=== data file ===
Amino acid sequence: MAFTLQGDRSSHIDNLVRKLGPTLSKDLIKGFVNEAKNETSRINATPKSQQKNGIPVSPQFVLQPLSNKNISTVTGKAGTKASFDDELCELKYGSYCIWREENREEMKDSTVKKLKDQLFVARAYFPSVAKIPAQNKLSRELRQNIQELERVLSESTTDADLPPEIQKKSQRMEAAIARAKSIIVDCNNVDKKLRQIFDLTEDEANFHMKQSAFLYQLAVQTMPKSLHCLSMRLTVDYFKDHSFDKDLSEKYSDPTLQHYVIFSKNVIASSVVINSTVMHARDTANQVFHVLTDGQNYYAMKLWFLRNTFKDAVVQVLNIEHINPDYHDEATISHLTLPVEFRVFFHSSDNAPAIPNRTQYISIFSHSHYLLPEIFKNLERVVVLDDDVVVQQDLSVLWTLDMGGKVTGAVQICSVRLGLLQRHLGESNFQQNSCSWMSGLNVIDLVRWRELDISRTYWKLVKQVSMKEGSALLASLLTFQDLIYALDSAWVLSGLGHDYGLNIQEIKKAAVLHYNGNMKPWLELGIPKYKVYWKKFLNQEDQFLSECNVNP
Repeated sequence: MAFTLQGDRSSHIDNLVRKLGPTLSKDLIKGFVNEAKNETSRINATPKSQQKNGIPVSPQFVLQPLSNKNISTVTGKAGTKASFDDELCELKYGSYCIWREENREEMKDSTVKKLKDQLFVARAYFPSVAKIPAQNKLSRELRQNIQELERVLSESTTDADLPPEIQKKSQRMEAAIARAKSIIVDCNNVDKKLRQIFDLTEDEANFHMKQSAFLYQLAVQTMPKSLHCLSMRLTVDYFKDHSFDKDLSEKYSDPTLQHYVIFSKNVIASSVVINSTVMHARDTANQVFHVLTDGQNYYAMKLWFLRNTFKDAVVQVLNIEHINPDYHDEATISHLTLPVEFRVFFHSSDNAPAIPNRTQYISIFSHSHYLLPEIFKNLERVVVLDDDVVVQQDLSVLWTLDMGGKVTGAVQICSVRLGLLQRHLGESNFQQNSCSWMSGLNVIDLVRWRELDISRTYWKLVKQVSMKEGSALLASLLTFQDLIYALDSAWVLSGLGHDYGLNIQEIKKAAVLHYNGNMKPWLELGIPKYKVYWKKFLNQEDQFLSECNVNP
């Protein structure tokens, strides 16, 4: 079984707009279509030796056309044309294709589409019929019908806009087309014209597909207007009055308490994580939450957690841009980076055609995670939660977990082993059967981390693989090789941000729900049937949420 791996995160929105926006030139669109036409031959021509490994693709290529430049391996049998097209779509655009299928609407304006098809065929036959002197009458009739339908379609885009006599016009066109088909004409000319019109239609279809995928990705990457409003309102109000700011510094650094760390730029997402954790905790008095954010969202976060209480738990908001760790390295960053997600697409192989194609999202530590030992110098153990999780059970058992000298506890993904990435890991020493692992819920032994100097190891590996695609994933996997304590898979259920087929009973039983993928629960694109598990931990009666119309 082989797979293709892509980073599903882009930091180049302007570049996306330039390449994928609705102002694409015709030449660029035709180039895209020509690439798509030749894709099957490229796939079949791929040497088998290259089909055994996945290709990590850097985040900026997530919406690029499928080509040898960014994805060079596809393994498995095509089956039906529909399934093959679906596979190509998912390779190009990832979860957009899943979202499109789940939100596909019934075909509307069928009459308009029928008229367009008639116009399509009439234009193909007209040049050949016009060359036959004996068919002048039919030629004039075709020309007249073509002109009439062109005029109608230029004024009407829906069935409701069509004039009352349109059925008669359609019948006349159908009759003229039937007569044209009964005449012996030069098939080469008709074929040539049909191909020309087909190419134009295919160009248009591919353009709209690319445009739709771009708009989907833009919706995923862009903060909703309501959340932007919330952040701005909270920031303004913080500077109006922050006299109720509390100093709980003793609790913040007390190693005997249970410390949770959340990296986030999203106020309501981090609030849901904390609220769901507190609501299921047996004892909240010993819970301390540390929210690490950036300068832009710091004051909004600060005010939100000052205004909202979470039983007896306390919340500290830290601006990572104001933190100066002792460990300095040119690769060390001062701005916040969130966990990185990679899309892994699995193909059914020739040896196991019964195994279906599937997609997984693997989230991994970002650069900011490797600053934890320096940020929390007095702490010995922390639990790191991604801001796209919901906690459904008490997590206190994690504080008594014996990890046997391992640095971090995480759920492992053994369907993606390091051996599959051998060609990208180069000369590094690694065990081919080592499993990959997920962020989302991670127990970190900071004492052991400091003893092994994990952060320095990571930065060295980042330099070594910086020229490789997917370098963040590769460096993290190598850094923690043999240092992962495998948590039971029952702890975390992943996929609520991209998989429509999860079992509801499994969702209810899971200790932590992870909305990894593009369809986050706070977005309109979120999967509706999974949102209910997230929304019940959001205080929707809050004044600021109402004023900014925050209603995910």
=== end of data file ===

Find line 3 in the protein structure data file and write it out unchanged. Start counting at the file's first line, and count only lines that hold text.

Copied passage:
């Protein structure tokens, strides 16, 4: 079984707009279509030796056309044309294709589409019929019908806009087309014209597909207007009055308490994580939450957690841009980076055609995670939660977990082993059967981390693989090789941000729900049937949420 791996995160929105926006030139669109036409031959021509490994693709290529430049391996049998097209779509655009299928609407304006098809065929036959002197009458009739339908379609885009006599016009066109088909004409000319019109239609279809995928990705990457409003309102109000700011510094650094760390730029997402954790905790008095954010969202976060209480738990908001760790390295960053997600697409192989194609999202530590030992110098153990999780059970058992000298506890993904990435890991020493692992819920032994100097190891590996695609994933996997304590898979259920087929009973039983993928629960694109598990931990009666119309 082989797979293709892509980073599903882009930091180049302007570049996306330039390449994928609705102002694409015709030449660029035709180039895209020509690439798509030749894709099957490229796939079949791929040497088998290259089909055994996945290709990590850097985040900026997530919406690029499928080509040898960014994805060079596809393994498995095509089956039906529909399934093959679906596979190509998912390779190009990832979860957009899943979202499109789940939100596909019934075909509307069928009459308009029928008229367009008639116009399509009439234009193909007209040049050949016009060359036959004996068919002048039919030629004039075709020309007249073509002109009439062109005029109608230029004024009407829906069935409701069509004039009352349109059925008669359609019948006349159908009759003229039937007569044209009964005449012996030069098939080469008709074929040539049909191909020309087909190419134009295919160009248009591919353009709209690319445009739709771009708009989907833009919706995923862009903060909703309501959340932007919330952040701005909270920031303004913080500077109006922050006299109720509390100093709980003793609790913040007390190693005997249970410390949770959340990296986030999203106020309501981090609030849901904390609220769901507190609501299921047996004892909240010993819970301390540390929210690490950036300068832009710091004051909004600060005010939100000052205004909202979470039983007896306390919340500290830290601006990572104001933190100066002792460990300095040119690769060390001062701005916040969130966990990185990679899309892994699995193909059914020739040896196991019964195994279906599937997609997984693997989230991994970002650069900011490797600053934890320096940020929390007095702490010995922390639990790191991604801001796209919901906690459904008490997590206190994690504080008594014996990890046997391992640095971090995480759920492992053994369907993606390091051996599959051998060609990208180069000369590094690694065990081919080592499993990959997920962020989302991670127990970190900071004492052991400091003893092994994990952060320095990571930065060295980042330099070594910086020229490789997917370098963040590769460096993290190598850094923690043999240092992962495998948590039971029952702890975390992943996929609520991209998989429509999860079992509801499994969702209810899971200790932590992870909305990894593009369809986050706070977005309109979120999967509706999974949102209910997230929304019940959001205080929707809050004044600021109402004023900014925050209603995910």